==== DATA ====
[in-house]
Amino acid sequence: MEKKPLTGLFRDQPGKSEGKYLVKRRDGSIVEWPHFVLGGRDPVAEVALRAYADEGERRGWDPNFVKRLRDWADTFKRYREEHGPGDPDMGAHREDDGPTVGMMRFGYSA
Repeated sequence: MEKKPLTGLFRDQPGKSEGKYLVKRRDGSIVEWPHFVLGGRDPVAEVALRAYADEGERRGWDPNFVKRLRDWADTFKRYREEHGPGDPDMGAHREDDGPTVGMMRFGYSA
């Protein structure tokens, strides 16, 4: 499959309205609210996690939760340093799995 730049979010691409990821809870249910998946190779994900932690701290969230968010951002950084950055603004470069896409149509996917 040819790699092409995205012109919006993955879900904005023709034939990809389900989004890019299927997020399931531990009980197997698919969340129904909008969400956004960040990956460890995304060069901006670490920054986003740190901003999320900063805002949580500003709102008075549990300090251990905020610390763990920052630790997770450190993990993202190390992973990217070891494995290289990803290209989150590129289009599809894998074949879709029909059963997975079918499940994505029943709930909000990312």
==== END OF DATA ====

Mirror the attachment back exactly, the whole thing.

[in-house]
Amino acid sequence: MEKKPLTGLFRDQPGKSEGKYLVKRRDGSIVEWPHFVLGGRDPVAEVALRAYADEGERRGWDPNFVKRLRDWADTFKRYREEHGPGDPDMGAHREDDGPTVGMMRFGYSA
Repeated sequence: MEKKPLTGLFRDQPGKSEGKYLVKRRDGSIVEWPHFVLGGRDPVAEVALRAYADEGERRGWDPNFVKRLRDWADTFKRYREEHGPGDPDMGAHREDDGPTVGMMRFGYSA
């Protein structure tokens, strides 16, 4: 499959309205609210996690939760340093799995 730049979010691409990821809870249910998946190779994900932690701290969230968010951002950084950055603004470069896409149509996917 040819790699092409995205012109919006993955879900904005023709034939990809389900989004890019299927997020399931531990009980197997698919969340129904909008969400956004960040990956460890995304060069901006670490920054986003740190901003999320900063805002949580500003709102008075549990300090251990905020610390763990920052630790997770450190993990993202190390992973990217070891494995290289990803290209989150590129289009599809894998074949879709029909059963997975079918499940994505029943709930909000990312």